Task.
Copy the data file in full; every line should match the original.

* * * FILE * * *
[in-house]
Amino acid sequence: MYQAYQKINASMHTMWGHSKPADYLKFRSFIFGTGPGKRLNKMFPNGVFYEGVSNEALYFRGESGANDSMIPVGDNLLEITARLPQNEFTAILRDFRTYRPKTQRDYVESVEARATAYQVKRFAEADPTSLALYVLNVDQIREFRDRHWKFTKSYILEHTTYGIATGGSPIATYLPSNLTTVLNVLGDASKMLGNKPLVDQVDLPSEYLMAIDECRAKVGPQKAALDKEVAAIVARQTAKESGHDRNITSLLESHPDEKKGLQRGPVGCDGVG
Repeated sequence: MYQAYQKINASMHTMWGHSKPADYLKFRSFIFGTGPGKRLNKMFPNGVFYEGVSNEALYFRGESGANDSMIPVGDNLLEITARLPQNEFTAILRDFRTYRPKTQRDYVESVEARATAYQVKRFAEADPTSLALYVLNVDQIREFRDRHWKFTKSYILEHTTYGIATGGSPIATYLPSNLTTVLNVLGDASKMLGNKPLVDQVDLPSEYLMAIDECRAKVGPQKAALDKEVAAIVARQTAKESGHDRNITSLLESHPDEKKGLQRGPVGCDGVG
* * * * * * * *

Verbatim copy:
[in-house]
Amino acid sequence: MYQAYQKINASMHTMWGHSKPADYLKFRSFIFGTGPGKRLNKMFPNGVFYEGVSNEALYFRGESGANDSMIPVGDNLLEITARLPQNEFTAILRDFRTYRPKTQRDYVESVEARATAYQVKRFAEADPTSLALYVLNVDQIREFRDRHWKFTKSYILEHTTYGIATGGSPIATYLPSNLTTVLNVLGDASKMLGNKPLVDQVDLPSEYLMAIDECRAKVGPQKAALDKEVAAIVARQTAKESGHDRNITSLLESHPDEKKGLQRGPVGCDGVG
Repeated sequence: MYQAYQKINASMHTMWGHSKPADYLKFRSFIFGTGPGKRLNKMFPNGVFYEGVSNEALYFRGESGANDSMIPVGDNLLEITARLPQNEFTAILRDFRTYRPKTQRDYVESVEARATAYQVKRFAEADPTSLALYVLNVDQIREFRDRHWKFTKSYILEHTTYGIATGGSPIATYLPSNLTTVLNVLGDASKMLGNKPLVDQVDLPSEYLMAIDECRAKVGPQKAALDKEVAAIVARQTAKESGHDRNITSLLESHPDEKKGLQRGPVGCDGVG